Pakistan-occupied Kashmir belongs to Pakistan: Farooq Abdullah
National Conference supremo Farooq Abdullah on Saturday stirred a controversy by saying that the Pakistan-occupied Kashmir belongs to Pakistan.
Srinagar: National Conference supremo Farooq Abdullah on Saturday stirred a controversy by saying that the Pakistan-occupied Kashmir belongs to Pakistan.
He said that autonomy for both parts of divided Kashmir without changing borders is the only possible solution to the Kashmir problem.
“The (PoK) part which is with Pakistan belongs to the neighbouring country and this side to India. If the Indian government wants peace it will have to talk to Pakistan and conclude that an autonomy be given to us as well as them,” the former Jammu and Kashmir chief minister said.
When asked to comment on interlocutor Dineshwar Sharma appointed by the Modi government, the NC supremo said, “I can't comment much on that. The interlocutor has held talks but talks alone is not the solution. This issue is between India and Pakistan. New Delhi should initiate dialogue with Islamabad as a part of Kashmir is also with them.”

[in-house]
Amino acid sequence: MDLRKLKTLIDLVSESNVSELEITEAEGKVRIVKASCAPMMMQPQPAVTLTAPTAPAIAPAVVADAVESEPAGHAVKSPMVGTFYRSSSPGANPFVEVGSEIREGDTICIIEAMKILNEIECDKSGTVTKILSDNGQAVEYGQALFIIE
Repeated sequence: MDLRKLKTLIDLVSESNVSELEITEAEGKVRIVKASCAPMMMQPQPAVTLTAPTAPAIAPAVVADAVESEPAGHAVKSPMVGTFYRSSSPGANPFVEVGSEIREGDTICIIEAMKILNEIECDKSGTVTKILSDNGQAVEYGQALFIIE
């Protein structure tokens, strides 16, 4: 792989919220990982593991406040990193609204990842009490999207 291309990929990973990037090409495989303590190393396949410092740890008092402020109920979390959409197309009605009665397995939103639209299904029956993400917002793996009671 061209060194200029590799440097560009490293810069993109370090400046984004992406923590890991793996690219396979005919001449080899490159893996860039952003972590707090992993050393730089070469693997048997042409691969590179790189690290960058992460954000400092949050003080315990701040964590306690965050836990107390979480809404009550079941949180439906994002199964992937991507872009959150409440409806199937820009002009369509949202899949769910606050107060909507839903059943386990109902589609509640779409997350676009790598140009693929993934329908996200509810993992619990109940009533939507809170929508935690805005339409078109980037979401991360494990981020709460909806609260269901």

"A Pakistan Minister very rightly said that you forget that the part which is yours was acquired by an Instrument of Accession. You forget Instrument of accession and say that the part is yours. If you talk about this being your part then remember the Instrument as well," the National Conference president added.
Earlier, Abdullah had said he does not have any expectations from newly-appointed J&K interlocutor Dineshwar Sharma and the only way forward in Kashmir is restoration of autonomy to the state.
Notably, the separatist leaders like the Hurriyat hawk Syed Shah Geelani, Mirwaiz Umar Farooq and others have been asking the Indian government to involve Pakistan to resolve the Kashmir issue.
Meanwhile, Union Minister Jitendra Singh, while replying to a question on separatists in the Valley seeking Pakistan's involvement in any dialogue to resolve the Kashmir issue said, the decision to hold talks with the neighbouring country was the prerogative of the external affairs and home ministries.
"None of us has the mandate to decide on that," he said.
Hitting out at Abdullah, Singh said, "National Conference had given up its demand for autonomy over 40 years ago when Sheikh Abdullah got himself reinstated as CM and conveniently accepted all the provisions of Indian Constitution."